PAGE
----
I know how to do it now. I gently dip one fingertip into the bucket of water right under the insect that is floating there.
This morning it was a tiny grayish-brown moth. As I lifted my finger It hopped on like this was exactly what the moth expected would happen. There was no hesitation or confusion about this big finger suddenly in the water bucket and why.
Still wet, I held up a dry finger to the moth and she slowly walked from one to the other. It was a chilly morning, a thick fog making the air damp. I’m sure the moth was taking in the warmth from my finger and letting its wings dry.
It was a few minutes before she started to move, that’s when I picked up a dead leaf, brown and gray like the moth with just a touch of spotted yellow, and held it in front of her.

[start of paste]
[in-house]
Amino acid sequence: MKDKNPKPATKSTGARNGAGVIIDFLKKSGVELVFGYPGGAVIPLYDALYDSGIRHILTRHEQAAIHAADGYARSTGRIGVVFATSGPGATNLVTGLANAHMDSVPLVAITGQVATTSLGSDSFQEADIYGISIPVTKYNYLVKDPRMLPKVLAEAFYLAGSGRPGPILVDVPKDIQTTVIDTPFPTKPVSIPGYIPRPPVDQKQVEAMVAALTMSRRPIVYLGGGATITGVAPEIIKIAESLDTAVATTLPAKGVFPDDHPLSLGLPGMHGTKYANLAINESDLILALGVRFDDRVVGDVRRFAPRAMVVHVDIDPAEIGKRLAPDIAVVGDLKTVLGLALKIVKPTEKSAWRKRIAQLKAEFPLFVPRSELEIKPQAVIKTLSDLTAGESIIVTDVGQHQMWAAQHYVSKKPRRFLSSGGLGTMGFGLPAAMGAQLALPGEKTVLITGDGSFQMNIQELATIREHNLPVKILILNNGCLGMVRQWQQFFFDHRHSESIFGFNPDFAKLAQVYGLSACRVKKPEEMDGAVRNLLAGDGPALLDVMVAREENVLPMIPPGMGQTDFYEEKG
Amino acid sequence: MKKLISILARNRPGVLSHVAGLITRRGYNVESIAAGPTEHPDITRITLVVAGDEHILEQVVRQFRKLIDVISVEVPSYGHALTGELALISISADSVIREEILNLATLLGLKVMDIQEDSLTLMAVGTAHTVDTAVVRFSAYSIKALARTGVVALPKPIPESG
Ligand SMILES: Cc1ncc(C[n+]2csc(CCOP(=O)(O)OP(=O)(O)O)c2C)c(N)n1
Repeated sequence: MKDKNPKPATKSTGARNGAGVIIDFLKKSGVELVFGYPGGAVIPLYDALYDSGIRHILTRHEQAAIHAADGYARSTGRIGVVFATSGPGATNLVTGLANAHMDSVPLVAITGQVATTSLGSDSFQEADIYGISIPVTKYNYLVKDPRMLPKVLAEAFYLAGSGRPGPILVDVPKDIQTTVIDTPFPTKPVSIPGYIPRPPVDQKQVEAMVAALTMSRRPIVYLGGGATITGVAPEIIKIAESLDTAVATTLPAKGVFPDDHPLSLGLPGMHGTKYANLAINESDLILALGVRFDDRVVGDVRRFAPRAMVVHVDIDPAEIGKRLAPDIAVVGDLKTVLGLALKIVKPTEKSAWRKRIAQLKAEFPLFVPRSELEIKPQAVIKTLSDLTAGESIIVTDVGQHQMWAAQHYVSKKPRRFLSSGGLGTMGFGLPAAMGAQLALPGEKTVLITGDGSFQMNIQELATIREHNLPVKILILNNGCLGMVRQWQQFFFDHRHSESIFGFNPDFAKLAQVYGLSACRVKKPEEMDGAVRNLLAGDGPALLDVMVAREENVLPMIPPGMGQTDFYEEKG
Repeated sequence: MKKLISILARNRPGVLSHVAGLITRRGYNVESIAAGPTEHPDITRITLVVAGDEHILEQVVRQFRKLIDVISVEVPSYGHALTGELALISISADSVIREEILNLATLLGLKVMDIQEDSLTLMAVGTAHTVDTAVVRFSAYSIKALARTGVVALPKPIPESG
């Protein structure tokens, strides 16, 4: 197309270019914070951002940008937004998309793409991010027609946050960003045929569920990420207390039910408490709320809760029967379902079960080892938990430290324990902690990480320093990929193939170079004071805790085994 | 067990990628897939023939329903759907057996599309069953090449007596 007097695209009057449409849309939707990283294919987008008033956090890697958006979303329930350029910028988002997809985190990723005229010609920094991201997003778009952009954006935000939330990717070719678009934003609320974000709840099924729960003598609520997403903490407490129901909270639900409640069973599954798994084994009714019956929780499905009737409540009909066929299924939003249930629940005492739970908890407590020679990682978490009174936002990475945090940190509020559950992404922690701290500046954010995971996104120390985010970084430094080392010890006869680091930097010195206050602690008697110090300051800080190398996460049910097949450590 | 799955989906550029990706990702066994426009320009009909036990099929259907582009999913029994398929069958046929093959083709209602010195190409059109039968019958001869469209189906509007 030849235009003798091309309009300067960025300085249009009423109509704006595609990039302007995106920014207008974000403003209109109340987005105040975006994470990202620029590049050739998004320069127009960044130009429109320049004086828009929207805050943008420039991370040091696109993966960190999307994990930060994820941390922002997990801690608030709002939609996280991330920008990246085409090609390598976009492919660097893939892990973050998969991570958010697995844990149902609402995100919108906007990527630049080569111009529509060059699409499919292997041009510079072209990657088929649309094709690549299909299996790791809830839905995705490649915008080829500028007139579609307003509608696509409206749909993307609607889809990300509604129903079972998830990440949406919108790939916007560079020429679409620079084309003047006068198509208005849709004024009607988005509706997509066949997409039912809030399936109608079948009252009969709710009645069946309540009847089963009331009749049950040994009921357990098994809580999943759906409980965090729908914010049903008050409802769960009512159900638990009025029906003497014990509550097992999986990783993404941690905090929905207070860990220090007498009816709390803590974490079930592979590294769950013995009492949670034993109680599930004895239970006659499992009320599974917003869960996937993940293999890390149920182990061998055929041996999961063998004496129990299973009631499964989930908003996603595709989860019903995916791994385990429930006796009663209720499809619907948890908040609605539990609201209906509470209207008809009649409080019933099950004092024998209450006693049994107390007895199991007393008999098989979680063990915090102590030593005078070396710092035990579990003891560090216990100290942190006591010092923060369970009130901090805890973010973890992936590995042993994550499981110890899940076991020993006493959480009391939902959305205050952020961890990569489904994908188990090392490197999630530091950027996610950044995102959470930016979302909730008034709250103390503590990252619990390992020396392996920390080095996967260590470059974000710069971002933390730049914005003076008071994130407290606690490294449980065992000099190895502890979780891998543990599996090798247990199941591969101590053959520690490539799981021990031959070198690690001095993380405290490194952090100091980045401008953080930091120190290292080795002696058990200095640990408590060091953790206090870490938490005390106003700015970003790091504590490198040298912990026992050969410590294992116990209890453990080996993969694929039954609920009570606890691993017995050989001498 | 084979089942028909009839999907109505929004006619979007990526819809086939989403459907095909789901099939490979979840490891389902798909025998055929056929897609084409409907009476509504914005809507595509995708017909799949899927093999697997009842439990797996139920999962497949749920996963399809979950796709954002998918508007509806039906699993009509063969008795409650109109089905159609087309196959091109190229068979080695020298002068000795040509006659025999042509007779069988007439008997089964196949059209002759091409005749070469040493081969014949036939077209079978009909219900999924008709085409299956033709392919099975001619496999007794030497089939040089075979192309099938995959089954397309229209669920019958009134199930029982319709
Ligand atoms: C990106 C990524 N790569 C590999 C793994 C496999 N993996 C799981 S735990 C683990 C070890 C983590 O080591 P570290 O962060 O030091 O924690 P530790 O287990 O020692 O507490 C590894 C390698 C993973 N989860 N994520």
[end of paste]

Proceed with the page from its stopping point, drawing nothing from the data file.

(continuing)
The moth stepped onto the leaf and disappeared in its folds. I left the leaf by the window in the barn.
There weren’t as many insects floating in the animal’s water bucket this year as there was last year. But they all behave the same when I pull them out. If it’s a sunny day, I leave them on top of the fence post by the gate to dry in the sun.
It’s not like I’m being noble, like don’t kill bugs. I do.
This time of year it seems there’s at least one fly in the bedroom buzzing around my reading light at night. They land on my book and sometimes divebomb my head. Jon’s good with the flyswatter and I have no trouble killing a fly when it’s buzzing around me in the house.
But no matter what kind of insect is in the water bucket, I reach in to rescue it.
The best part is watching those soggy insects shake themselves off, warm up and fly away. It feels like a little miracle that is easy to be a part of.
I guess what I’m saying is I do it as much for me as for them.